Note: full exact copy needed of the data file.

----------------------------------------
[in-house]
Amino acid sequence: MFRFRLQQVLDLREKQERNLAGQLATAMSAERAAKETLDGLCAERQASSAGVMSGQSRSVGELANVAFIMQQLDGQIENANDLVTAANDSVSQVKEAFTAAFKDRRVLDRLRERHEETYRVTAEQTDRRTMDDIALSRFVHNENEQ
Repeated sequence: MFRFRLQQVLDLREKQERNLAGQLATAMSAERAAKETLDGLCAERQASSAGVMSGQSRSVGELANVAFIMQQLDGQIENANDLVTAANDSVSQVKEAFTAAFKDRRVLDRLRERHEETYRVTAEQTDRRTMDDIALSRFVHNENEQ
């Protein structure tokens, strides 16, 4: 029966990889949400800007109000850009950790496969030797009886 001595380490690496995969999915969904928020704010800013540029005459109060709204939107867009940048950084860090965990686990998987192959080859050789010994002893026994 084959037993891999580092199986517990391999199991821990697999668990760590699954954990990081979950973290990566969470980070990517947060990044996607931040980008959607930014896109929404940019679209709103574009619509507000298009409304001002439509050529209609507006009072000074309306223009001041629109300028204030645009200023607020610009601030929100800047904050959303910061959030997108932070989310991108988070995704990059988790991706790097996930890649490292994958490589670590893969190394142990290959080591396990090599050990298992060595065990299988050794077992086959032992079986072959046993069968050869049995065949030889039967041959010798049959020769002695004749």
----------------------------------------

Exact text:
[in-house]
Amino acid sequence: MFRFRLQQVLDLREKQERNLAGQLATAMSAERAAKETLDGLCAERQASSAGVMSGQSRSVGELANVAFIMQQLDGQIENANDLVTAANDSVSQVKEAFTAAFKDRRVLDRLRERHEETYRVTAEQTDRRTMDDIALSRFVHNENEQ
Repeated sequence: MFRFRLQQVLDLREKQERNLAGQLATAMSAERAAKETLDGLCAERQASSAGVMSGQSRSVGELANVAFIMQQLDGQIENANDLVTAANDSVSQVKEAFTAAFKDRRVLDRLRERHEETYRVTAEQTDRRTMDDIALSRFVHNENEQ
């Protein structure tokens, strides 16, 4: 029966990889949400800007109000850009950790496969030797009886 001595380490690496995969999915969904928020704010800013540029005459109060709204939107867009940048950084860090965990686990998987192959080859050789010994002893026994 084959037993891999580092199986517990391999199991821990697999668990760590699954954990990081979950973290990566969470980070990517947060990044996607931040980008959607930014896109929404940019679209709103574009619509507000298009409304001002439509050529209609507006009072000074309306223009001041629109300028204030645009200023607020610009601030929100800047904050959303910061959030997108932070989310991108988070995704990059988790991706790097996930890649490292994958490589670590893969190394142990290959080591396990090599050990298992060595065990299988050794077992086959032992079986072959046993069968050869049995065949030889039967041959010798049959020769002695004749």